Ask your supervisor or boss for training if you didn’t get it. If you don’t understand something, ask for retraining.
Over half of workplace accidents involving young and new workers occur during their first six months on the job. Effective orientation and training is the best way to prevent accidents. Your employer is responsible for ensuring that all workers are prepared for the job before they start working.
What can I expect during my orientation?
When you start a new job, your orientation should include basic information about workplace health and safety, including:
- Your rights and responsibilities
- Your supervisor’s name and contact information
- Workplace health and safety rules
- Any hazards you may be exposed to, including robbery, assault, or confrontation
- Instructions and demonstrations on how to do your job(s) safely
- What to do if you’re working alone
- How to protect yourself against violence in the workplace
- An outline of the Workplace Hazardous Materials Information System (WHMIS) and how to work safely with hazardous products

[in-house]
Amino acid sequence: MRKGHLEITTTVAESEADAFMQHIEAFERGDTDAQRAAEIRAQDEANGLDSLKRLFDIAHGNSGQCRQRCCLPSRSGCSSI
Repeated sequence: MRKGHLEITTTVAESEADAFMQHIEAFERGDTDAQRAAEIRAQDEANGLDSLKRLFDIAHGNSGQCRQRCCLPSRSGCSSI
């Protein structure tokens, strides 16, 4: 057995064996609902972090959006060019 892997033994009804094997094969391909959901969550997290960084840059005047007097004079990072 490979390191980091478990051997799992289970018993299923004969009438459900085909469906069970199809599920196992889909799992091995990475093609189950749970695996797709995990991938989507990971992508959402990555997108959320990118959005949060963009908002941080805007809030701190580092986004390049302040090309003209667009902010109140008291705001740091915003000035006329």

- If personal protective equipment (PPE) is required, how and when to wear it
- How to get first aid, and report injuries and other incidents
- What to do in case of emergency — fire, earthquake, intruder, etc.
- Who is responsible for health and safety in the workplace and how to get in contact with them — you should be introduced to this person at some point
Make sure that your orientation and training is documented — meaning that you sign or initial a document that summarizes the orientation and training topics covered, and acknowledges that you understand everything you were trained in.
Here’s a sample of an orientation checklist that your boss can go over with you during your training and orientation.